As a follow up to yesterday's post, it was interesting to read an article in The New York Times. The article reported the parent company of the New York Stock Exchange has been working on an online trading platform that would allow large investors to buy and hold Bitcoin.
The news of the virtual exchange, which has not been reported before, came after Goldman Sachs went public with its intention to open a Bitcoin trading unit — likely the first of its kind at a Wall Street bank.
The moves by Goldman and Intercontinental Exchange, or ICE, the parent company of the New York Stock Exchange, is fairly remarkable as Bitcoin is known primarily for its underworld associations and status as a high-risk, speculative investment.
Banks seem nervous about losing their place in the financial world. Bitcoin was intended to be used by consumers for all sorts of transactions without any financial institutions getting involved (you can imagine how banks hate that) and it now has become primarily a virtual investment, stored in digital wallets and traded on mostly unregulated exchanges around the world. People buy Bitcoin in the hope that its value will go up, as they might purchase gold or silver.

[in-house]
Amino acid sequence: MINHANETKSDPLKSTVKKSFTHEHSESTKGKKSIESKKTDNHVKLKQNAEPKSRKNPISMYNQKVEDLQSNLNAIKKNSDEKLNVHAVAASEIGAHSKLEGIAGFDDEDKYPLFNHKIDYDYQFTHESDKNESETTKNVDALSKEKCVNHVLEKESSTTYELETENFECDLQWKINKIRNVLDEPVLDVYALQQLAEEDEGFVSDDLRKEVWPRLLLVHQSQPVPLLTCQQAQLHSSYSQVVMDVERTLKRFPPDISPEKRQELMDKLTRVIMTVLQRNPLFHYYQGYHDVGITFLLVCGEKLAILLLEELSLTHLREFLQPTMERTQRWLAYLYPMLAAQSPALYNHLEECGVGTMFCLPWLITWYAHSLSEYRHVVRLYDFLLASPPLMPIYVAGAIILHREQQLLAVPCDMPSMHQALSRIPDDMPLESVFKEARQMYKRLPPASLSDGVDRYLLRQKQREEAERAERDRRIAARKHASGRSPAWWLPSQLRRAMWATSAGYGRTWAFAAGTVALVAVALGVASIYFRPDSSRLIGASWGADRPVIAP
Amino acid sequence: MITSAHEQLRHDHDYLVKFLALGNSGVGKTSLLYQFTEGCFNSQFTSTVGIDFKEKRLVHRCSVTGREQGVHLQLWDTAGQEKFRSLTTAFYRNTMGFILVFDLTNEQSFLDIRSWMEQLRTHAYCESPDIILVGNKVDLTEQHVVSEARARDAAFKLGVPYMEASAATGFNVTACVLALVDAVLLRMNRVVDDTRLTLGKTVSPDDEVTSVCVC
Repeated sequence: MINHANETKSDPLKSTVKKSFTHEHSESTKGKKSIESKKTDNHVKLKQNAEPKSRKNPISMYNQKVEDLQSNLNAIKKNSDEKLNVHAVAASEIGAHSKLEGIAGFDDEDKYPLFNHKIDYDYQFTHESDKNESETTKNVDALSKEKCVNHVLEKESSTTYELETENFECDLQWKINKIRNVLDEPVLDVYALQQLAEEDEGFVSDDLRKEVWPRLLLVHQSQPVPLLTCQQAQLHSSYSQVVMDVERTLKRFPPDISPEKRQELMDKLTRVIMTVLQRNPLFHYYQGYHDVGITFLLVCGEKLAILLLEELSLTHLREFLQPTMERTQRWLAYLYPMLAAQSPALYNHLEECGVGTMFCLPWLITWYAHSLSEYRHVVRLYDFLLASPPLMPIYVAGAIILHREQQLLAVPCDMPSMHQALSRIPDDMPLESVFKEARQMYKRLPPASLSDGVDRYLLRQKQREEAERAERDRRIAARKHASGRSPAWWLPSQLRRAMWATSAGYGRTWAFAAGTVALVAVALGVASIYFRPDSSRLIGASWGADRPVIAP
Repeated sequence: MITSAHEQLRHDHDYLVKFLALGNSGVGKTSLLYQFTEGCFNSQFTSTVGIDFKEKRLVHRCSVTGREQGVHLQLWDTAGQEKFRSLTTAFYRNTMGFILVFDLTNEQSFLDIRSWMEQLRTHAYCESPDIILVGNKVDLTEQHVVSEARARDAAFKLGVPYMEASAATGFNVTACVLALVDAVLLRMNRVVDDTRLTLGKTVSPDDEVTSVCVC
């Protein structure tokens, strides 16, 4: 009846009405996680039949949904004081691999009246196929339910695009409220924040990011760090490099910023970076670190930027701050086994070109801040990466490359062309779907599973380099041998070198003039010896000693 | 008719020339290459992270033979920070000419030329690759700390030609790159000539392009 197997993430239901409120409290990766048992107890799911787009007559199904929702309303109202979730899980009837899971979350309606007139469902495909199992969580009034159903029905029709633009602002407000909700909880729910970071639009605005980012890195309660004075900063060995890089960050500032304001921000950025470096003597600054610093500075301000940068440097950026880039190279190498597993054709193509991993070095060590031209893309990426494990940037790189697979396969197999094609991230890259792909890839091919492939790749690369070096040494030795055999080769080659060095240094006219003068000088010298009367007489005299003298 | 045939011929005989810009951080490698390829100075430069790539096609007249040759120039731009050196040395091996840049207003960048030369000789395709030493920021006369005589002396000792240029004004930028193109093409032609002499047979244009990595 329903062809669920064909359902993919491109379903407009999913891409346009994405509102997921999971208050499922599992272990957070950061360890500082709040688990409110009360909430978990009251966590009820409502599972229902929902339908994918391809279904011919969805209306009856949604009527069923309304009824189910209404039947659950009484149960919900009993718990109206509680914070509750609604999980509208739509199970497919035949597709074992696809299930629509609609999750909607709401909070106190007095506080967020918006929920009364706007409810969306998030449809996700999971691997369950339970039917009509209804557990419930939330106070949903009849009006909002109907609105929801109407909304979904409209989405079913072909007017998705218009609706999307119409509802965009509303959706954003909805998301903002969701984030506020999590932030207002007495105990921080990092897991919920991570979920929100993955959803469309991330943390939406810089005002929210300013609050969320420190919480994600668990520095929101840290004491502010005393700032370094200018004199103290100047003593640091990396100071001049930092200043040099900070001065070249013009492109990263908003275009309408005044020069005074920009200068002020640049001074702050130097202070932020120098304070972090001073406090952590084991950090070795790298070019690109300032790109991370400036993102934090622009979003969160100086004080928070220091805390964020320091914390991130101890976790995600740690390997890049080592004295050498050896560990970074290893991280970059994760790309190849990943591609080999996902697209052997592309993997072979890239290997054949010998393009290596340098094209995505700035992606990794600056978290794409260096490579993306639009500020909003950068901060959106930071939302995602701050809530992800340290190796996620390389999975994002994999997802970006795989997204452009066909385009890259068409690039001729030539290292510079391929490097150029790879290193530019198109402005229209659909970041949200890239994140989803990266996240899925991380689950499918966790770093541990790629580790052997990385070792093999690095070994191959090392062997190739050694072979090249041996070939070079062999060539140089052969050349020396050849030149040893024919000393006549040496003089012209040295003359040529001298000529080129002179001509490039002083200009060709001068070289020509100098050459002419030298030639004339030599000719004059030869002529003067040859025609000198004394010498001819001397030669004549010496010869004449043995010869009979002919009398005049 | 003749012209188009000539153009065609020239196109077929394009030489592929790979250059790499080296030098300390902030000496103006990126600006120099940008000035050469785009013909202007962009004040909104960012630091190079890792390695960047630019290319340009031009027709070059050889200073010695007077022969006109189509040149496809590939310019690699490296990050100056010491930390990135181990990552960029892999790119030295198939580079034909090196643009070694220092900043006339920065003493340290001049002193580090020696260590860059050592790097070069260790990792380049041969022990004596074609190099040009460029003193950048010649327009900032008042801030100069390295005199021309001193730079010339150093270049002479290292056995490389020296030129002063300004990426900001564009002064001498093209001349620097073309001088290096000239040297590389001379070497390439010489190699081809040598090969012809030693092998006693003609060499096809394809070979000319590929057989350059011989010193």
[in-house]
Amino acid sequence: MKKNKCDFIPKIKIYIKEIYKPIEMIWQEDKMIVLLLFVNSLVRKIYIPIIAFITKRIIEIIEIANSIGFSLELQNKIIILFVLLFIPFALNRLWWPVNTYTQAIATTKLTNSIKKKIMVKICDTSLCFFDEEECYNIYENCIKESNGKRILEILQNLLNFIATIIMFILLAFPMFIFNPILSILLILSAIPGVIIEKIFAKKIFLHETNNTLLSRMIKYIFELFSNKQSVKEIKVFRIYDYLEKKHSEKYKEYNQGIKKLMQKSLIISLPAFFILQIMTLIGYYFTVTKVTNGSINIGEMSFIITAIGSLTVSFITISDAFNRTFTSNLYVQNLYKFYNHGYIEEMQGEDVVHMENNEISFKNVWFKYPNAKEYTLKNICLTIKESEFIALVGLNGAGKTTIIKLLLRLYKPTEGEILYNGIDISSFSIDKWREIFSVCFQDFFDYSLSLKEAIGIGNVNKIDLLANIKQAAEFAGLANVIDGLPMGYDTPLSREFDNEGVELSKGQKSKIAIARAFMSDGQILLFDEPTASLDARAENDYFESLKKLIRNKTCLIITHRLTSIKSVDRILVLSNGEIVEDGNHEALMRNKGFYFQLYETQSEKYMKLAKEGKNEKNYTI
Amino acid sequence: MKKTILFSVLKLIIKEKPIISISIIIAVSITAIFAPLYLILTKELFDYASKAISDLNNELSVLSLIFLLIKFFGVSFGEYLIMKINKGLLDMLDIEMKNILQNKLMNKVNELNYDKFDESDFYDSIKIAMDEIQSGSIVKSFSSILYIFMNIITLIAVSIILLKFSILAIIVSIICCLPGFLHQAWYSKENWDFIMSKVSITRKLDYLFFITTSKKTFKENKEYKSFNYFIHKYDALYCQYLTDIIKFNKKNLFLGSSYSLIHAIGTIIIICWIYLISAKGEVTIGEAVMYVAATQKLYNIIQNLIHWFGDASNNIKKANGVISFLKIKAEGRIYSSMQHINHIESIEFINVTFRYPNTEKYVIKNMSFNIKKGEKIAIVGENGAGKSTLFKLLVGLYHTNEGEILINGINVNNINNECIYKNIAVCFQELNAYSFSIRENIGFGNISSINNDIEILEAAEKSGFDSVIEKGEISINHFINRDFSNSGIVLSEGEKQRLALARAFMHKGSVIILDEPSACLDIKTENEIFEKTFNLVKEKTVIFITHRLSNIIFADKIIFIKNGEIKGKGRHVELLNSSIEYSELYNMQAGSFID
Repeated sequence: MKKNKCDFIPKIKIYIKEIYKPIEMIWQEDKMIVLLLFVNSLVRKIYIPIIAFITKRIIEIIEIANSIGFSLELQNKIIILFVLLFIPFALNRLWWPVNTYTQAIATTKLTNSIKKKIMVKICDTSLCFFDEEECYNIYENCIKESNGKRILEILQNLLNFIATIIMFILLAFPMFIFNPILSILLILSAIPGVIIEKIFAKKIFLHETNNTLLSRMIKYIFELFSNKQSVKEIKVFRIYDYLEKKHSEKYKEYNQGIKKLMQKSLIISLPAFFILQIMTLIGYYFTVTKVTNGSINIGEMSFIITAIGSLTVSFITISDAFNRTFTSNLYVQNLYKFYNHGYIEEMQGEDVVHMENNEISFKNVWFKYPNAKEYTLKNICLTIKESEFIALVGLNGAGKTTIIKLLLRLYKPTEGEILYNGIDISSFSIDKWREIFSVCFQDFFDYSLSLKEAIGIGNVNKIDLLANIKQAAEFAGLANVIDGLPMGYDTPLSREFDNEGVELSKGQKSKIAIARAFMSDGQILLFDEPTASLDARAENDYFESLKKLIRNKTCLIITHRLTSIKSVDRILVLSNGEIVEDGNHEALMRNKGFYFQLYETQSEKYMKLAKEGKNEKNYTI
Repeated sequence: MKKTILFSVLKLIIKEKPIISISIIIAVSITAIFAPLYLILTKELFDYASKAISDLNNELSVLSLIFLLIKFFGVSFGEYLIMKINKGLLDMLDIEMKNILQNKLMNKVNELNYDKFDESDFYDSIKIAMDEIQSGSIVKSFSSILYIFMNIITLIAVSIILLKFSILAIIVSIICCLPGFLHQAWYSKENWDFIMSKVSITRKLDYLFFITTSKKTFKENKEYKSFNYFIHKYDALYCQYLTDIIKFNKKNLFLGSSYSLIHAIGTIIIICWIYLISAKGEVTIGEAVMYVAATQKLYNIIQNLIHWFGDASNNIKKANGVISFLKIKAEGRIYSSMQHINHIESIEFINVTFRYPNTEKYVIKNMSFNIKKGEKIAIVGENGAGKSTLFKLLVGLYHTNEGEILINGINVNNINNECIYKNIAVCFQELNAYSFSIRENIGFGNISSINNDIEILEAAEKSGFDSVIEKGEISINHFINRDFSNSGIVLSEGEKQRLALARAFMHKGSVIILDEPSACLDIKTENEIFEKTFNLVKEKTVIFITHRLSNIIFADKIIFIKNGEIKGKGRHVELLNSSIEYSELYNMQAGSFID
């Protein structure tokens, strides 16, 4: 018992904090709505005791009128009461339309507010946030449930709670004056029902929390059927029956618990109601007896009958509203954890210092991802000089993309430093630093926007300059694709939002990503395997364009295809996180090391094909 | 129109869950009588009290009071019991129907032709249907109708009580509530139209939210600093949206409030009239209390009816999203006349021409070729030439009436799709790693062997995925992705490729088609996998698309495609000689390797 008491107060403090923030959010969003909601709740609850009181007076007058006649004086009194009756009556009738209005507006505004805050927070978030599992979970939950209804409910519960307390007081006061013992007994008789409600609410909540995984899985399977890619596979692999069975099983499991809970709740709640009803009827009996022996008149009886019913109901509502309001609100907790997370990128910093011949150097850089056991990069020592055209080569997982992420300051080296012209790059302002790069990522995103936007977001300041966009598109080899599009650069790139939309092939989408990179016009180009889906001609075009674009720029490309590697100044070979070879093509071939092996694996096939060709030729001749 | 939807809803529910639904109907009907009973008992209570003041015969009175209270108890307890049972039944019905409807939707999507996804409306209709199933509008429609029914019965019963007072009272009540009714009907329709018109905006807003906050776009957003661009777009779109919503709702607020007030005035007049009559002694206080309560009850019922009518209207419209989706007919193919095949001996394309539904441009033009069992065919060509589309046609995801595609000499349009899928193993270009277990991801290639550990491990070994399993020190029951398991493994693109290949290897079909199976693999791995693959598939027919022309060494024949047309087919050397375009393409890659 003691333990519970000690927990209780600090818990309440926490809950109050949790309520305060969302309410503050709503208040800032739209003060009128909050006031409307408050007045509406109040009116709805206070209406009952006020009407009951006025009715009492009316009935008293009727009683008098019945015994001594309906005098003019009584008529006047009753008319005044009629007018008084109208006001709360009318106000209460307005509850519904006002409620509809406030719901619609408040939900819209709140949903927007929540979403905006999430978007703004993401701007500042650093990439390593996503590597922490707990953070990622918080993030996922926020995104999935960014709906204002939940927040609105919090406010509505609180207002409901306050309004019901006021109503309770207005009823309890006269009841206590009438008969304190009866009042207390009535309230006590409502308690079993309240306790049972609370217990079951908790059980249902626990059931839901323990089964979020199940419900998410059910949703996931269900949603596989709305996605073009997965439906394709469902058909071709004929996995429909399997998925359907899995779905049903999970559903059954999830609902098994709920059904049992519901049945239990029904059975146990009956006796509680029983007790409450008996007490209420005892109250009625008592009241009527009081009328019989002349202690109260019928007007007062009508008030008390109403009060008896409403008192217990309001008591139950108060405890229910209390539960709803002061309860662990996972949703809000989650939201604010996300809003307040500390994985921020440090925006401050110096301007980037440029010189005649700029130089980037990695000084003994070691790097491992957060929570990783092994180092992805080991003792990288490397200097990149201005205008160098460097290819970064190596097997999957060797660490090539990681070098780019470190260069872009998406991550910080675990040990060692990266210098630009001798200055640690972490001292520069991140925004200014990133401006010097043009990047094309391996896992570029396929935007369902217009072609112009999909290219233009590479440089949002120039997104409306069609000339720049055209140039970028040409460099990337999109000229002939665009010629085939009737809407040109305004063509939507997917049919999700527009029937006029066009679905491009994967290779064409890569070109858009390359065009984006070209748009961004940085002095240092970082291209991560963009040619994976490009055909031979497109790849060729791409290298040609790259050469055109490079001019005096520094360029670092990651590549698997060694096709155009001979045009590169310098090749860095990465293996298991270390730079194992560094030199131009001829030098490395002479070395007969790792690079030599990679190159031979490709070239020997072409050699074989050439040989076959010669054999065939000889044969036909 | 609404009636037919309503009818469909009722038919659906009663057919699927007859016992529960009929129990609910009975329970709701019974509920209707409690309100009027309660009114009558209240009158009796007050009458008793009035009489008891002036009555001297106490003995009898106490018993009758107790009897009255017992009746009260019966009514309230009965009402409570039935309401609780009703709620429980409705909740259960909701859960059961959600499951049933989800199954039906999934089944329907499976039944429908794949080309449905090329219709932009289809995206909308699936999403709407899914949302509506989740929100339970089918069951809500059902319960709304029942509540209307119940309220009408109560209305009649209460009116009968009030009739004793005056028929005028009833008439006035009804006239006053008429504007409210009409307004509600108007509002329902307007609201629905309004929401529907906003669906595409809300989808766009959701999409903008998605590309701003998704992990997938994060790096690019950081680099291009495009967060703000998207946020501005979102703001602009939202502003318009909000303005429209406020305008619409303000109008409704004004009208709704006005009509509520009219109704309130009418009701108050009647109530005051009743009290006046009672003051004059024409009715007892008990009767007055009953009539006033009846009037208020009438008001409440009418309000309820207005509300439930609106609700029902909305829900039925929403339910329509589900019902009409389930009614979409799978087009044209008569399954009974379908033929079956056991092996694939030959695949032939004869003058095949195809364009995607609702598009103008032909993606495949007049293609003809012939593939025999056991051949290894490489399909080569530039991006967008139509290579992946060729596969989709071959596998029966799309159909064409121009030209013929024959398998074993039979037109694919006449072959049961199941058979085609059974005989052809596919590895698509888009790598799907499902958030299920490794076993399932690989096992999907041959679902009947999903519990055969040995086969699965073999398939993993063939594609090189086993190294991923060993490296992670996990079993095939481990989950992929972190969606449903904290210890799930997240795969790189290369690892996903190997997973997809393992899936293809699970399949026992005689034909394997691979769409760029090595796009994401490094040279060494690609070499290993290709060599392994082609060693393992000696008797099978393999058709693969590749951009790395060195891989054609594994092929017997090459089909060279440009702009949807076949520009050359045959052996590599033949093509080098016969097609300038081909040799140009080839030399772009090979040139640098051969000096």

Could this all fall apart? Sure. Wall St. is hesitant to be closely associated with cryptocurrencies, for obvious reasons. Some large financial exchanges, including the Chicago Mercantile Exchange, have already created financial products linked to the price of Bitcoin, known as futures. But the new operation at ICE would provide more direct access to Bitcoin by putting the actual tokens in the customer's account at the end of the trade.
Paul Chou, a former trader at Goldman Sachs who set up LedgerX, a regulated Bitcoin exchange, said his company focuses on large Bitcoin holders, rather than financial institutions.
"The reason we got into crypto was not to partner with a bank, but to replace them," Mr. Chou said. "We deal with crypto holders directly in a way that really takes advantage of Bitcoin's strengths, while avoiding brokers, banks and other institutions that take multiple cuts of the transaction."
Goldman will initially only be trading futures contracts linked to Bitcoin's price. But Goldman executives said they were looking at moving in the direction of buying and selling actual Bitcoins.
That would be a remarkable move in many ways, and no doubt have many regulatory hurdles. But banks hate losing a piece of the action – this will no doubt be a continuously evolving story.
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